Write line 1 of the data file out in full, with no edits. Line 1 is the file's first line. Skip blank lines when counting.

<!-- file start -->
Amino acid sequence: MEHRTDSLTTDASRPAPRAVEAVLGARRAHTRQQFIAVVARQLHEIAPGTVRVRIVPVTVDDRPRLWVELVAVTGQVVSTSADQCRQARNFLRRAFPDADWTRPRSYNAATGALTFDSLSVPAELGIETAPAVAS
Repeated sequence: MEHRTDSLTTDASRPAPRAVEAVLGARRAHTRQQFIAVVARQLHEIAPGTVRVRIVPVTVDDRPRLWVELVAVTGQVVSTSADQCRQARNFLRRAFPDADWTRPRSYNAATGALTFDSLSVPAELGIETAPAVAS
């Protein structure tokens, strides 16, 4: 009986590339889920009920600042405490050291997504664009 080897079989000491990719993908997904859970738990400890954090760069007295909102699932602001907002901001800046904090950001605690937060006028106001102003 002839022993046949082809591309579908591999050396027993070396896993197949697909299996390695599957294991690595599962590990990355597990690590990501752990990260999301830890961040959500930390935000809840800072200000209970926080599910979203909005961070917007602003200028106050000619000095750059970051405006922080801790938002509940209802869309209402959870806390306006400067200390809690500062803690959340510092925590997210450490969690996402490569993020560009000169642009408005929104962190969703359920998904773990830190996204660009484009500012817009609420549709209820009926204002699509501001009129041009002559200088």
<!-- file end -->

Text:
Amino acid sequence: MEHRTDSLTTDASRPAPRAVEAVLGARRAHTRQQFIAVVARQLHEIAPGTVRVRIVPVTVDDRPRLWVELVAVTGQVVSTSADQCRQARNFLRRAFPDADWTRPRSYNAATGALTFDSLSVPAELGIETAPAVAS